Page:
Friday, July 16, 2010


One of the problems with the low birth rate in Western countries is the fact that women don't have the experience to know what their bodies are capable of. Also women are unlikely to know someone personally who has a lot of children and who can offer real advice. Women end up listening to health officials and believing what they say. Back in December I was told I had to have a caesarean, which I refused because I knew the limits of my body but had Amaia been my first or second baby, I'd probably not have had to confidence to argue and win my case. I was told on at least five occasions that I probably wouldn't be able to have her naturally as they tried to frighten me into signing up. I am becoming more annoyed at stories I am hearing. How often do we hear - I won't be allowed to go more than X hours past my due date or they'll induce me. Given they can check blood flow, oxygen etc to and from the baby these days (they did it with Amaia), it seems to me that setting average deadlines is not in our interest. Of all the people I know who've been induced, 80% have gone on to have a caesarean because they have not dilated. I find it hardly surprising they don't dilate if the baby isn't ready to be born. I hate the dictatorial vocabulary too. Another friend's baby was breach till near the end of her pregnancy. They won't allow me to try to give birth naturally, she told me despite the fact that she already had several children. Advising women is one thing, telling them what they can or can't do is another. I wish they'd spend more time trying to avoid such traumatic surgical outcomes. And I wish women trusted their own instincts more.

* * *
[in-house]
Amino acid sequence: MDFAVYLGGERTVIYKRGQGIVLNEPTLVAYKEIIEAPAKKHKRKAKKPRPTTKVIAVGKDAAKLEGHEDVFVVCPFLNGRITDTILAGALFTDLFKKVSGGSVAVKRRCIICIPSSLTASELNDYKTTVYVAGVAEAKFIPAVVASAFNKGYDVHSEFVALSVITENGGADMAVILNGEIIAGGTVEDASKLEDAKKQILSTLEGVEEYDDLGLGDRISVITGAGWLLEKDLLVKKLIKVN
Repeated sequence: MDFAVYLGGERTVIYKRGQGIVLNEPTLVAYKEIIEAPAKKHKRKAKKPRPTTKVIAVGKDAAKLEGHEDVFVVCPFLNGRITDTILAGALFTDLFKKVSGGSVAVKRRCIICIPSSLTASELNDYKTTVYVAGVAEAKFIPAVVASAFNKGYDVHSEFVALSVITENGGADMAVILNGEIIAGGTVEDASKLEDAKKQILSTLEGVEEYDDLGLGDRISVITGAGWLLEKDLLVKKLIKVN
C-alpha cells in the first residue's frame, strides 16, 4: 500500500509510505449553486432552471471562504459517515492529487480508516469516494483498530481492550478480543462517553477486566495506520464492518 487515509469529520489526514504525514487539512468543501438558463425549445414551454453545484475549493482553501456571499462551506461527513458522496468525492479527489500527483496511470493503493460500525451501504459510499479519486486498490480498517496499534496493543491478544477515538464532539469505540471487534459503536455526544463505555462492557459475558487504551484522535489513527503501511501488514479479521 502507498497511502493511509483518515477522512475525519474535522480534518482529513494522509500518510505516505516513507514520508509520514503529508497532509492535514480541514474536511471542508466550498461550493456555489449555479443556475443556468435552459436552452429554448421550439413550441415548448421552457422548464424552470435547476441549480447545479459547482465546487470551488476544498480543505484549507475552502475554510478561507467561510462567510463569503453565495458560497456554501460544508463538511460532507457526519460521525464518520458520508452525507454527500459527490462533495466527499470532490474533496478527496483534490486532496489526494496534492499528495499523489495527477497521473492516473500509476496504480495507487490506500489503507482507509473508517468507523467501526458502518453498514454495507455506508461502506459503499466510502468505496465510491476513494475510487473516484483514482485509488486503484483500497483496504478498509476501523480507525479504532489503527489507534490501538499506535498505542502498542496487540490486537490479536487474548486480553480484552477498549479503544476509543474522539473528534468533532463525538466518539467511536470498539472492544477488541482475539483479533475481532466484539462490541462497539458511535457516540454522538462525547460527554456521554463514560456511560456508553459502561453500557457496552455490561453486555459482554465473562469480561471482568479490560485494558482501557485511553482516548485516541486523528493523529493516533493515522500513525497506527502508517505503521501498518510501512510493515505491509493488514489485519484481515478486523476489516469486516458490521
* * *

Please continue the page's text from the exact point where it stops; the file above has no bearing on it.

The Scudder said...

They simply want you all to have your babies during (their) normal 9-5 working day !
Hence tonight's lead item on the National BBC "news" that babies born outside these hours have a greater chance of not surviving !
It's all PISH of course ,,if they don't want to work times when babies want to be born then they should take up a different bloody profession.

Trine said...

Luckily I think it's a lot different in Denmark.

Well, I was given the offer of induction, when I was 14 days overdue - but it was an offer. (Ellen was born 11 days overdue.)

In Denmark the midwifes works hard to reduce the number of elected caecareans - 13% of births in Denmark is caecareans on maternal request.

A breach baby they try to turn and if they don't succeed, they give you the option - they don't dictate.

If a doctor or a midwife told me that a caecarean was the best solution, I would consider it - but I will do almost anything to avoid it!

But I'm glad doctors aren't invovlved in normal pregnancies and births in Denmark - I think it makes the whole "process" more naturally - doctors are for sick people. :)